Whether a provider with billing issues chooses to retain and correct their current model or implement a completely different billing model depends to your great extent on his/her management style – some providers cannot fathom having their billing staff out of sight or ear shot while other providers are completely comfortable with turning their billing process to a 3rd party service.

Local Labor Pool

Whether a provider chooses an on-site or outsourced billing model, an excellent medical billing process continues to be contingent on the people associated with executing the medical billing process. Over a side note, choosing office staff to have an on-site model is comparable to choosing a third party billing company. No matter the model, a provider will want to interview the possible candidates or an account executive from the alternative party billing service for experience, motivation, team oriented personalities, highly developed communication skills, responsiveness, reliability, etc.

Providers with the in-house model will need to count on their human resource and management skills to draw in, train and retain qualified candidates from the local labor pool. Providers with practices situated in areas lacking qualified candidates or with no want to get bogged down with hr or management responsibilities could have hardly any other choice but to pick an outsourced model.

Medical Billing Related Costs

As a business person, the provider’s primary responsibility would be to maximize revenues. A responsible business owner will scrutinize expenditures, analyze returns on investments and reduce costs. Within an on-site model, expenses associated with the billing process range from the Internet access used to transmit states to the workplace space occupied by the billing staff.

The simplest way to control billing costs is for the provider to think of the sum of those costs as being a percentage of the practice’s revenues. The provider’s accounting software should permit him/her to classify and track billing related costs. After the billing related expenses are identified, dividing the amount of the expenses by total revenues will convert the expense to your amount of revenues.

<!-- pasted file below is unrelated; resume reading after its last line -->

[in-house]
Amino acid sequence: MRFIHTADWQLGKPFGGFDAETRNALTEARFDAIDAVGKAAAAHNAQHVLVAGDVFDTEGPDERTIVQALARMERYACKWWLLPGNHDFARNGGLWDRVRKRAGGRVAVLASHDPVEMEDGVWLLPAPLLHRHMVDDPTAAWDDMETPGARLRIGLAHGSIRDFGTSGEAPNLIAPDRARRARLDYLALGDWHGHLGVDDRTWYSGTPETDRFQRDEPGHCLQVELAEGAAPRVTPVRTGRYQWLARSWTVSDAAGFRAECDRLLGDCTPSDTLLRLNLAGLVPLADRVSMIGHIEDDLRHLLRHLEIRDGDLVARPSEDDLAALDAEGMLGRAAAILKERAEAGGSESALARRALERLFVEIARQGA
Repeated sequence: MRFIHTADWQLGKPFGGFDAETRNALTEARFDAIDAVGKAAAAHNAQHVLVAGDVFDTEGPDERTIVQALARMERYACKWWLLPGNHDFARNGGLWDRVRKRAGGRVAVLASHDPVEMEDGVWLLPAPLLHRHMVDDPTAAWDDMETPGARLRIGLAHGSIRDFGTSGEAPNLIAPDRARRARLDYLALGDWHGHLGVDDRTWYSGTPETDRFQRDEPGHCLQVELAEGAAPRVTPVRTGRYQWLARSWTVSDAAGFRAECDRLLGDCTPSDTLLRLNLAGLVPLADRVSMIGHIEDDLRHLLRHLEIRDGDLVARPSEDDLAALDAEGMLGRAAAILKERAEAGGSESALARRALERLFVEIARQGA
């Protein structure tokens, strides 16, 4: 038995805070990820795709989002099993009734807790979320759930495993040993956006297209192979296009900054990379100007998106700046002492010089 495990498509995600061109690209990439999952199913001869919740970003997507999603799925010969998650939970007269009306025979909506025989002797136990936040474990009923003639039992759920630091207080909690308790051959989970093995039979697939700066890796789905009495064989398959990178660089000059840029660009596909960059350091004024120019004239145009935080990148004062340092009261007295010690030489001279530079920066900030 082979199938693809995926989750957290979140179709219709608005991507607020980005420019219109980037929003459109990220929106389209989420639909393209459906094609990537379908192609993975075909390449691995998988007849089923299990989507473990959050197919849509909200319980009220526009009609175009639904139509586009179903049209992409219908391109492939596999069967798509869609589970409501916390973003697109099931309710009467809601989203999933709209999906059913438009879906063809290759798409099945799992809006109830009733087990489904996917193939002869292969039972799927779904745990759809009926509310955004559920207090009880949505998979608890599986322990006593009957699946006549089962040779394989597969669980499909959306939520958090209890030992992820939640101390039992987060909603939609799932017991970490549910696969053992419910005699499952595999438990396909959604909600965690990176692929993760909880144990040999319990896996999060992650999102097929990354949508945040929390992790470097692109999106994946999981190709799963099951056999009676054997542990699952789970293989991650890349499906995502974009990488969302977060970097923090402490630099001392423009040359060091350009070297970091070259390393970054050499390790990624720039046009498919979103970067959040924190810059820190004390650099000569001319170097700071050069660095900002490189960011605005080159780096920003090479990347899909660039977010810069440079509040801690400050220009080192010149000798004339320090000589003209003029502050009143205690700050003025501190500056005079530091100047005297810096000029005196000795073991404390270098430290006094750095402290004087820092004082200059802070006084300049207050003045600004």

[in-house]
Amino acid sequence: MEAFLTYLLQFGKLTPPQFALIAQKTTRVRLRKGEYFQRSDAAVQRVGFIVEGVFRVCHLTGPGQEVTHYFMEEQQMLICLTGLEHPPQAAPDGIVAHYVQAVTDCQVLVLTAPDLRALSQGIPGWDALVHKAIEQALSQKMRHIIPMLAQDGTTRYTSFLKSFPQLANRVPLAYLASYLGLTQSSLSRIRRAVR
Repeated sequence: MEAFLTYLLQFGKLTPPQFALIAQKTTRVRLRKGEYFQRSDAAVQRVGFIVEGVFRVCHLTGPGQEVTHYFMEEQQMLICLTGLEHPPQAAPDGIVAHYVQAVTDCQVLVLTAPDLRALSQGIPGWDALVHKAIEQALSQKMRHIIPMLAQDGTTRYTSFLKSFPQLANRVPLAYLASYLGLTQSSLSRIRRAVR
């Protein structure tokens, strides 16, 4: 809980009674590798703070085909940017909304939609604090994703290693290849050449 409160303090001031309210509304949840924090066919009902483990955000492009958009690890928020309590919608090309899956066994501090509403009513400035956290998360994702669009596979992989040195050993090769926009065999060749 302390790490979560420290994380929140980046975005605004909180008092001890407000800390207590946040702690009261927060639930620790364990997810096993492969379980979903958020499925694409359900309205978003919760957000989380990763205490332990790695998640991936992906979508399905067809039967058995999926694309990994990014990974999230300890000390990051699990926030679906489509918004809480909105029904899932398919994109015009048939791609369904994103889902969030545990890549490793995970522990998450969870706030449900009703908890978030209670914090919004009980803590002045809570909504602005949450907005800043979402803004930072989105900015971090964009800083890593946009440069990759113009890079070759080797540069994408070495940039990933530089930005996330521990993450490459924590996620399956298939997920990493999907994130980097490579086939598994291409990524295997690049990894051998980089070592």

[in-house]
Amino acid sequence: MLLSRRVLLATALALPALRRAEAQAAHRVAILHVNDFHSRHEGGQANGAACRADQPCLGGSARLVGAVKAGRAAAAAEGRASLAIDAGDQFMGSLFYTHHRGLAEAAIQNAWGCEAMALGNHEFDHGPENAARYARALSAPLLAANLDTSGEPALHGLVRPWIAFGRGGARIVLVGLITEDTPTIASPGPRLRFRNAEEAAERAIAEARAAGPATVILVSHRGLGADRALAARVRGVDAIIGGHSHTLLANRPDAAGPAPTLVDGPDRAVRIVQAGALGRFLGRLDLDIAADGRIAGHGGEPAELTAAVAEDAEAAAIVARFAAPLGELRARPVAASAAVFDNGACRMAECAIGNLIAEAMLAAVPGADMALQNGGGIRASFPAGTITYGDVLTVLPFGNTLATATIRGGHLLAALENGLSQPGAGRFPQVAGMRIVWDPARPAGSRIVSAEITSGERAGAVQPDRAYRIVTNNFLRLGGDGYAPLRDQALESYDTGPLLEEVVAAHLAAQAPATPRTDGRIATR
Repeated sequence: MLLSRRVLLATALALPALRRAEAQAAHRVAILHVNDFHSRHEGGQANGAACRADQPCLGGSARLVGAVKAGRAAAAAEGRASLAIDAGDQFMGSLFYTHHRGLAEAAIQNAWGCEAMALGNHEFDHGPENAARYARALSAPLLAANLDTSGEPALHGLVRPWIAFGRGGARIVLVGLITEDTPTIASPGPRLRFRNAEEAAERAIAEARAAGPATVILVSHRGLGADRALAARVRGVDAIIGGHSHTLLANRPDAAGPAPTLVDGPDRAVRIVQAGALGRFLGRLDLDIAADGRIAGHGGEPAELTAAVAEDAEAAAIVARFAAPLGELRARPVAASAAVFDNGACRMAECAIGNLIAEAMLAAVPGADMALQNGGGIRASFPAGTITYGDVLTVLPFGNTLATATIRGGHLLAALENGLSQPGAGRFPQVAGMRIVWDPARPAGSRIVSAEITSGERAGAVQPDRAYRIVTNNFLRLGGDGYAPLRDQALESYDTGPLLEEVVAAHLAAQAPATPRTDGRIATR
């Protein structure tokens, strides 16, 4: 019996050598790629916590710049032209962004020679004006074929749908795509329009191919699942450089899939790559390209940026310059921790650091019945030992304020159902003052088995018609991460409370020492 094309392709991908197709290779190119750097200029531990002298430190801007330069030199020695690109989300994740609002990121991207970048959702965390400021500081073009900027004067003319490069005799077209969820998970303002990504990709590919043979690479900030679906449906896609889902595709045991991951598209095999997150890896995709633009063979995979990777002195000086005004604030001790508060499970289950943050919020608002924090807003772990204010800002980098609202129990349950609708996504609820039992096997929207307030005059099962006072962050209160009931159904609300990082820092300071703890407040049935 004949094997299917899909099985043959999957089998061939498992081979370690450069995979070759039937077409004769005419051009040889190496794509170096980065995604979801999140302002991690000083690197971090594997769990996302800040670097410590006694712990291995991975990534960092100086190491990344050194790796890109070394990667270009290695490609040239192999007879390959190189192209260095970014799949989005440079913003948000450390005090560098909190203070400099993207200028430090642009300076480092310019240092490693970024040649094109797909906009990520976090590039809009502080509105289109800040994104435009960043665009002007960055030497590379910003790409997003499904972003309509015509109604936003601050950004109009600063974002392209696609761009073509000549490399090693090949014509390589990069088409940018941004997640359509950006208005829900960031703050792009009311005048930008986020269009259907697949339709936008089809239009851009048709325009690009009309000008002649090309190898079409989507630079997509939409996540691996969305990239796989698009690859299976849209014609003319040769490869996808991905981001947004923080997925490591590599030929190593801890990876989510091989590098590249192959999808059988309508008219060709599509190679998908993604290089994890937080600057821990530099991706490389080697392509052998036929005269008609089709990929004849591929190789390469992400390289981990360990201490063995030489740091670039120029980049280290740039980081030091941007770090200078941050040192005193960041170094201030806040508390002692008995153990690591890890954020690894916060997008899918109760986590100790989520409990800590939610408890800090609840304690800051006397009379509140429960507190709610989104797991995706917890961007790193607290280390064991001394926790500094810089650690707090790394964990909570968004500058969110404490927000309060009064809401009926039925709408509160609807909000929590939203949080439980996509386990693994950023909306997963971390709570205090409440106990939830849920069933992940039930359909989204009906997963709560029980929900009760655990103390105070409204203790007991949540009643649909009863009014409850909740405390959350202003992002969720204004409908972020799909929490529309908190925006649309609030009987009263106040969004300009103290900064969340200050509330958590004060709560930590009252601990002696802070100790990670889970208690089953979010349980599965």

The exercise of converting billing related expenses to some amount of revenues accomplishes three things: 1) receives the provider, business manager or accountant in tune using the billing related costs from the practice; 2) supplies a grounds for more comprehensive analysis of the practice’s cost and revenue components; and three) provides for easy comparison involving the cost impact in the in house versus outsourced models.

The expense of an outsourced model is fairly easy. Considering that the fees of the vast majority of outsourcing services appear to be a percentage of any provider’s revenues, the annualized cost of the medical billing service’s fees will be a fairly close approximation in the provider’s billing related costs for this particular model.

In the event that a provider is considering an outsourced model, he/she should remember that this model will not be necessarily the silver bullet to ending all billing related costs and headaches that these particular services fxbgil to market. True the billing company will acquire some of the expenses associated with this process nevertheless the provider will still need staff to act since the intermediary involving the provider’s office and billing service, i.e. a person to transmit data to the billing service.

Costs will further increase for the provider if the billing service charges extra fees for add-on services such as online use of practice data, practice management software, management reports, handling patient inquiries, etc. The actual cost of the service increases even more if claims 30, 60, 90 in receivable usually are not properly worked to facilitate adjudication.

In conclusion, the provider must carefully weigh the pros and cons of each and every model before making a decision. When the provider will not be comfortable or experienced analyzing financial data he/she must enlist the expertise of an accountant or any other financial professional. A provider must realize the expenses and also the inherent benefits and drawbacks of each billing model.

Providers employing an on-site model need to understand the actual cost of their process. Determining the real cost not only requires accurate financial data and accounting but an objective evaluation of the components of his/her current process, i.e. technology and staff. Why? Outdated technology, under staffing, turnover, or unqualified staff may contribute to the look of an inexpensive of ownership but those shortcomings will ultimately produce a lack of revenues.

In the event that a provider is decided to use a 3rd party billing service, he/she should invest enough time to thoroughly familiarize him/herself with the outsourcing industry prior to interviewing prospective billing services. The provider must understand the hidden expenses associated with the outsourced model in order to make an educated decision.